Six Nations Solidarity
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Jun. 9, 2006. 06:50 PM
[SISIS note: The following mainstream news article is provided for reference only, as an example of how mainstream media treats indigenous resistance to genocide. Mainstream media often presents biased and distorted information, lacking pertinent facts and/or context. Inclusion of this article on our site should not be considered an endorsement by SISIS.]
CALEDONIA, Ont. — Two news cameramen were assaulted by protesters today, prompting Premier Dalton McGuinty to condemn the latest violence at the site of an aboriginal occupation in Caledonia, Ont.
The CH TV camera operators, one of whom needed stitches to close a head wound, said Ontario Provincial Police did nothing despite their pleas for help.
"The police were right behind me and I asked for protection," said Ken MacKay, a CH TV camera operator.
"I said, 'I'm being assaulted, I need protection, they're trying to steal my camera' and nothing happened.
(The attackers) wrestled the camera away from me and took it and left me, and they got the tape out."
Police said they were investigating the assault at the location near Hamilton, where aboriginal protesters took over a building site in February.
In Edmonton where he was meeting with the country's premiers, McGuinty expressed dismay at the attack.
"It was with great disappointment that I learned of the violent incidents in Caledonia," he said in a statement.
"I would like to express sympathy and concern for those injured."
McGuinty also condemned the violence "by an irresponsible few" and called it "a repugnant attempt to derail the important progress we are making."
The camera operators were filming as part of ongoing coverage of the aboriginal occupation, which started in February when Six Nations members took over a housing construction site.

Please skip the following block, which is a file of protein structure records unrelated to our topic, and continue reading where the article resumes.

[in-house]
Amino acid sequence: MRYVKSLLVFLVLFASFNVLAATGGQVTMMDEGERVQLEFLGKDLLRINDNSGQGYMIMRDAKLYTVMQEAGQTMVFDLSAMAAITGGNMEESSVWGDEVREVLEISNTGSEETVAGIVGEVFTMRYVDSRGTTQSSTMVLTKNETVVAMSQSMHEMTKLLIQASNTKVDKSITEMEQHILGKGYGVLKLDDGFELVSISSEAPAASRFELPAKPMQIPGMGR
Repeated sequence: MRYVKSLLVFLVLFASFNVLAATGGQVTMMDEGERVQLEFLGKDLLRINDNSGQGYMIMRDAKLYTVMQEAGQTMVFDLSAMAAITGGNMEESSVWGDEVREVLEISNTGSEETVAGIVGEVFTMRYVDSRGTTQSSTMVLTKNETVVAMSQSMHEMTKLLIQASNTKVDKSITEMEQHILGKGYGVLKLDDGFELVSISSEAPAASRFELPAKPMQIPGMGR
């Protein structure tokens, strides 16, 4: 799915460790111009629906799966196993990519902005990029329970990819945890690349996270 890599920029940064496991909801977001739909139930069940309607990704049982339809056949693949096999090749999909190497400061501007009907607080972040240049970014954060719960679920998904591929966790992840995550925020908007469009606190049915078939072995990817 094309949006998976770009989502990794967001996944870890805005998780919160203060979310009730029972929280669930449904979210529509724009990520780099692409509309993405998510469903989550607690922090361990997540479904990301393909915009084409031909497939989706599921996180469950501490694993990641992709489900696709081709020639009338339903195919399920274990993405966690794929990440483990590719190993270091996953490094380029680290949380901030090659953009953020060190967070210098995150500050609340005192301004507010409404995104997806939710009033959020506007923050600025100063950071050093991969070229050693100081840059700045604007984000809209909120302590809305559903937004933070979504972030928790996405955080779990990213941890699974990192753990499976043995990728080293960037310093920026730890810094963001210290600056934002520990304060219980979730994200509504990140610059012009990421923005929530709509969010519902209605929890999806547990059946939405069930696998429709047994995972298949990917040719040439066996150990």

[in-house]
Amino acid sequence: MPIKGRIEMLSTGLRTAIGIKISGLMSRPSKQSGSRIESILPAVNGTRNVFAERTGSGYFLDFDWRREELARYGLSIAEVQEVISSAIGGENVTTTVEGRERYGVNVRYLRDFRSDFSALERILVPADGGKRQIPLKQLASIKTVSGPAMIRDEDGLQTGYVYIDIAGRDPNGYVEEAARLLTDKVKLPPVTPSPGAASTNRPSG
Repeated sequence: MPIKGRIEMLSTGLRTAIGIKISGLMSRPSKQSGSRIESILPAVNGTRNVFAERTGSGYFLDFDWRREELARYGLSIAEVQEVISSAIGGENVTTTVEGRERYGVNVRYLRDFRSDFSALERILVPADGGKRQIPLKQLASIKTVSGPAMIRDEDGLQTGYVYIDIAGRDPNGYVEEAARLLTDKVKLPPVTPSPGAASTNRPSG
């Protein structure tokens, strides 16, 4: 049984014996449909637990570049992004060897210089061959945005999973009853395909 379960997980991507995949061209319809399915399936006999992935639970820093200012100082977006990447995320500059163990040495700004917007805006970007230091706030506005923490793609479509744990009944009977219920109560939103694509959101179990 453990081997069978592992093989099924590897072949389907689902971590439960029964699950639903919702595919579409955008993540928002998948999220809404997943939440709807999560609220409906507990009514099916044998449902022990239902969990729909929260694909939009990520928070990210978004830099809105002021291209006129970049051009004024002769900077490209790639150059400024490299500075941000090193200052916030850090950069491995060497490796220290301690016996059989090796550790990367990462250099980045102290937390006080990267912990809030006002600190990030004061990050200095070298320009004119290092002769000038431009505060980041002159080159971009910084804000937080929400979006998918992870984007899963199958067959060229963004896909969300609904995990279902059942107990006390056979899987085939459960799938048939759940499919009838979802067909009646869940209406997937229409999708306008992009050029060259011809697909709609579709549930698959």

They say they were videotaping an altercation involving an older couple when the aboriginal protesters came running past police to attack them.
Const. Keith Robb confirmed police were investigating the allegations that officers didn't intervene.
McGuinty said the province and federal governments want a peaceful solution to the standoff, which is why they've appointed officials to work with the Six Nations community.
"It is our responsibility as leaders, neighbours, friends and community members to resolve this matter peacefully through dedication, perseverance and goodwill," he said.
"That requires calm, understanding and respect from everyone involved."
Debbie Walker, a managing producer at the TV station, said she was "appalled" by the incident.
"They were doing nothing that warranted an unprovoked attack."
The situation in Caledonia has been tense with confrontations in recent weeks between both aboriginal protesters and non-aboriginal town residents demanding the occupation end.
Conservative Leader John Tory said Friday the latest assault shows that McGuinty and the Liberal government have failed to show leadership to resolve this dispute,
"We see fisticuffs, we see people being assaulted, and yet no one is standing up for the rule of law," Tory said.
"The police are in an impossible position. I think it's time that Mr. McGuinty really took note of what's going on down there and sent a signal that the rule of law is going to be held."
New Democrat Leader Howard Hampton said the government has let tensions in Caledonia escalate for too long.
"What we now see is almost day by day altercations," Hampton said.